Standard 1: Facilitate and Inspire Student Learning and Creativity
A teacher's primary objective is to inspire students to optimize their learning. Technology can spark student creativity and fire their imagination. When integrated appropriately, technology can engage even the most reluctant learners and promote innovative thinking and authentic problem solving. Technology can allow students to personalize their learning thus making it more meaningful and memorable.

Technologies can enhance learning by providing an added dimension of visualization, clarification, and demonstration of real world applications. Technologies to enhance creativity include Glogster, Tween Tribune,, Story Cove, PhotoStory, Movie Maker, and geoGreeting.


Technology can also inspire students by transporting them on a virtual field trip or connecting them to notable figures. Recently, the William and Mary Masters program blogged with local students about a writing book for young aspiring authors. As a culminating event, the elementary and graduate students gathered together for a Skype meeting with author Ellen Potter. This videoconference allowed the students to discuss questions about the writing process as well as specific books and proved to be a highly engaging and exciting activity that could not be duplicated without digital technology.

Standard 2: Design and Develop Digital-Age Learning Expectations
When appropriately integrated into instruction and assessment, technology is a highly effective means to enrich learning. Technology must be meaningfully and purposefully partnered with learning objectives. For example, I have recently integrated technology into two recent social studies lesson plans. A blog used as a research artifact served to augment instruction and in a separate lesson an online slideshow served as an assessment. Finally, the Animoto slideshow below demonstrates another use of images and audio that could provide students with an additional form of assessment.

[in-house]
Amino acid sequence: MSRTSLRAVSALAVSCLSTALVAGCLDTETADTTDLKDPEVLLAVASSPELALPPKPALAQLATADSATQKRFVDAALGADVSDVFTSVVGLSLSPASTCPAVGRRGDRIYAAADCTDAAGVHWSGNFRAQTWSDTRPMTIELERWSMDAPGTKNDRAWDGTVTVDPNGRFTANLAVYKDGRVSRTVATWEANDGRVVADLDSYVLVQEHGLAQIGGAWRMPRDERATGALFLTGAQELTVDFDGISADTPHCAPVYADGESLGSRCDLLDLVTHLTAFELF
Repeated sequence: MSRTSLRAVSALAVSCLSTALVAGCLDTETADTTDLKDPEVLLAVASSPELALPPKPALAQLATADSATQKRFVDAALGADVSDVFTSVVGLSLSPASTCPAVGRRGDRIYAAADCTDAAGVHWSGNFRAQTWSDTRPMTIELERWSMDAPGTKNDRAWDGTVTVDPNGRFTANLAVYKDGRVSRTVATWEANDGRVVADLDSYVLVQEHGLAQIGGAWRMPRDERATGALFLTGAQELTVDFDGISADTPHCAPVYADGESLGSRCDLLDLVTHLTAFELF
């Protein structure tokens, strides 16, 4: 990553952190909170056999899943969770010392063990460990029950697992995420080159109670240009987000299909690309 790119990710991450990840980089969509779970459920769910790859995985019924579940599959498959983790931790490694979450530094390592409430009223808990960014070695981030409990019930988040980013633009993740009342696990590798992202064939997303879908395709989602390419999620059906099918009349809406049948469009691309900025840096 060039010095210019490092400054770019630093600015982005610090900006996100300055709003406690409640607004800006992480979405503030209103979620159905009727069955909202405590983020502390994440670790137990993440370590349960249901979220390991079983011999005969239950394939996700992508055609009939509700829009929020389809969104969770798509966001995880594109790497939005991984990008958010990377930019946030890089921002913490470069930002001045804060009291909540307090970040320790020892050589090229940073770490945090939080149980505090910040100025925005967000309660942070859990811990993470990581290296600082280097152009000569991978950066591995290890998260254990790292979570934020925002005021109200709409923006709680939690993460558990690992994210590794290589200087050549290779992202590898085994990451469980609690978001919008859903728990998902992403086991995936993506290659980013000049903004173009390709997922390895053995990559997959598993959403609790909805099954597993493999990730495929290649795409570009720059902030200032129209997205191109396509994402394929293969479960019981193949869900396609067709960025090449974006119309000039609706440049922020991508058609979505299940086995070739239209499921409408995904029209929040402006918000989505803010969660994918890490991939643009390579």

Technology is also an effective means to differentiate instruction. For example, these Math Web Resources can augment standard classroom instruction for students who assimilate information more easily from a digital source.

Standard 3: Model Digital-Age Work and Learning
A fundamental aspect of teaching is modeling the skills that we want our students to know and learn. Modeling the use of educational technologies demonstrates their importance and relevance to learning for the students. That is, our incorporation of a technology into a lesson plan provides concrete real-life applications of a particular application, site, or tool and eases the students ascent up the learning curve. In my classwork at William & Mary, I have used communication technologies such as Ning and Blogger to share reflections on books with my colleagues. Such information-sharing could certainly provide a vivid example to my students about the immediacy and reach afforded by blogging. In addition, as seen below, VoiceThread provides a venue for multimedia reports that has extensive application across content areas.


Standard 4: Promote and Model Digital Citizenship and Responsibility
In order to model digital citizenship, teachers must understand and adhere to fair use rules and copyright laws in their classroom. Teachers show respect for intellectual property rights and copyrights and the appropriate methods and consistent documentation of sources. Specifically, we must be knowledgeable about what video, audio, and text content is permitted to be shown in the classroom and incorporated into teaching instruments such as power points, worksheets, and other classroom documents. In addition to being aware of their own responsibilities, teachers must also instruct their students about digital citizenship. is a useful site that explains copyright basics and rules that students must follow.

Standard 5: Engage in Professional Growth and Leadership
Technology is constantly evolving and teachers must be active and curious in order to maintain awareness of sites and applications that may serve to enhance their classroom instruction. A passive approach to technology does not benefit students. Teachers must have the intrinsic motivation to explore technology options and determine their appropriateness for the general classroom and specific lesson plans. In the William and Mary Masters of Elementary Education program, I have had the great opportunity to be introduced to an expansive range of educational technology and to engage in research about technology applications in the classroom. In collaboration with a colleague, I investigated the award-winning BrainPOP website and posted this report on Connexions, a valuable online resource for teachers. In addition, I also collaborated with a peer to evaluate current research on the impact of blogging on student writing. Finally, I created a model of a classroom wiki as a means to augment parent-teacher communications in my future classroom and have worked with a colleague to establish Think-Plan-Share wiki
where the William and Mary 2010-2011 Elementary Education cohort can share lesson plans.